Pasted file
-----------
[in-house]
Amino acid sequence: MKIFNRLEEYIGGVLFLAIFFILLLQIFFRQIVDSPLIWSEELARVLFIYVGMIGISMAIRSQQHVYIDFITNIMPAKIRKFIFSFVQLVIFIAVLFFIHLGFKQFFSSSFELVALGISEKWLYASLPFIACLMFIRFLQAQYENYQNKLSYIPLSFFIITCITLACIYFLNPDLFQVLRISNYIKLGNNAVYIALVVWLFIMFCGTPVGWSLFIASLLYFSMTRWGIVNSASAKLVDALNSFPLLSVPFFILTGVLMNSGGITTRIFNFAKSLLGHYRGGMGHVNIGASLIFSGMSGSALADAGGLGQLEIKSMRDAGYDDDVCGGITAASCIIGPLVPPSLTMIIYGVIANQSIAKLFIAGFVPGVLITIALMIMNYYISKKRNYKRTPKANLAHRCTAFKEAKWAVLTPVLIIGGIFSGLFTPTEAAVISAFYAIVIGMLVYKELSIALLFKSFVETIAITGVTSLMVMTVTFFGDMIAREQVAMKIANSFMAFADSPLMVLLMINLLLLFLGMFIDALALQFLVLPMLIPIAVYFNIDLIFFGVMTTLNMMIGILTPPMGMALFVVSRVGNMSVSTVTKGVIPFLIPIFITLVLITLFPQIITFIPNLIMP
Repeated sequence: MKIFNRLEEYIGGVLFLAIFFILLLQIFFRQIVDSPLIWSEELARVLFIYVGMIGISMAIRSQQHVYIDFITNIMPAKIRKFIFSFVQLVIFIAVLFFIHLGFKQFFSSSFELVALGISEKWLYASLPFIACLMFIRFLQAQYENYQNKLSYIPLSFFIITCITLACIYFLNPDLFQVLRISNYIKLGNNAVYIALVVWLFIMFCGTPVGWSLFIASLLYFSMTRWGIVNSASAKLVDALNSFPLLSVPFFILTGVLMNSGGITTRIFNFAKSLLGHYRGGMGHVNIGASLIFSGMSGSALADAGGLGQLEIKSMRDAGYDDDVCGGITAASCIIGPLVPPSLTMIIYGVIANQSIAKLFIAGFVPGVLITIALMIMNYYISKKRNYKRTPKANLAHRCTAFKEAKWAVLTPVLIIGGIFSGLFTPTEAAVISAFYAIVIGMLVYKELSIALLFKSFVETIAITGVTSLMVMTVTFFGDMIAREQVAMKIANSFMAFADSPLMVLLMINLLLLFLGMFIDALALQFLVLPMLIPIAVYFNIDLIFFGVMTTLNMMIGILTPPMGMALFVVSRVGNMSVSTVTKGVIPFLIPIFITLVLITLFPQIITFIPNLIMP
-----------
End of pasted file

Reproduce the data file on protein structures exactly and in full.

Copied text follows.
[in-house]
Amino acid sequence: MKIFNRLEEYIGGVLFLAIFFILLLQIFFRQIVDSPLIWSEELARVLFIYVGMIGISMAIRSQQHVYIDFITNIMPAKIRKFIFSFVQLVIFIAVLFFIHLGFKQFFSSSFELVALGISEKWLYASLPFIACLMFIRFLQAQYENYQNKLSYIPLSFFIITCITLACIYFLNPDLFQVLRISNYIKLGNNAVYIALVVWLFIMFCGTPVGWSLFIASLLYFSMTRWGIVNSASAKLVDALNSFPLLSVPFFILTGVLMNSGGITTRIFNFAKSLLGHYRGGMGHVNIGASLIFSGMSGSALADAGGLGQLEIKSMRDAGYDDDVCGGITAASCIIGPLVPPSLTMIIYGVIANQSIAKLFIAGFVPGVLITIALMIMNYYISKKRNYKRTPKANLAHRCTAFKEAKWAVLTPVLIIGGIFSGLFTPTEAAVISAFYAIVIGMLVYKELSIALLFKSFVETIAITGVTSLMVMTVTFFGDMIAREQVAMKIANSFMAFADSPLMVLLMINLLLLFLGMFIDALALQFLVLPMLIPIAVYFNIDLIFFGVMTTLNMMIGILTPPMGMALFVVSRVGNMSVSTVTKGVIPFLIPIFITLVLITLFPQIITFIPNLIMP
Repeated sequence: MKIFNRLEEYIGGVLFLAIFFILLLQIFFRQIVDSPLIWSEELARVLFIYVGMIGISMAIRSQQHVYIDFITNIMPAKIRKFIFSFVQLVIFIAVLFFIHLGFKQFFSSSFELVALGISEKWLYASLPFIACLMFIRFLQAQYENYQNKLSYIPLSFFIITCITLACIYFLNPDLFQVLRISNYIKLGNNAVYIALVVWLFIMFCGTPVGWSLFIASLLYFSMTRWGIVNSASAKLVDALNSFPLLSVPFFILTGVLMNSGGITTRIFNFAKSLLGHYRGGMGHVNIGASLIFSGMSGSALADAGGLGQLEIKSMRDAGYDDDVCGGITAASCIIGPLVPPSLTMIIYGVIANQSIAKLFIAGFVPGVLITIALMIMNYYISKKRNYKRTPKANLAHRCTAFKEAKWAVLTPVLIIGGIFSGLFTPTEAAVISAFYAIVIGMLVYKELSIALLFKSFVETIAITGVTSLMVMTVTFFGDMIAREQVAMKIANSFMAFADSPLMVLLMINLLLLFLGMFIDALALQFLVLPMLIPIAVYFNIDLIFFGVMTTLNMMIGILTPPMGMALFVVSRVGNMSVSTVTKGVIPFLIPIFITLVLITLFPQIITFIPNLIMP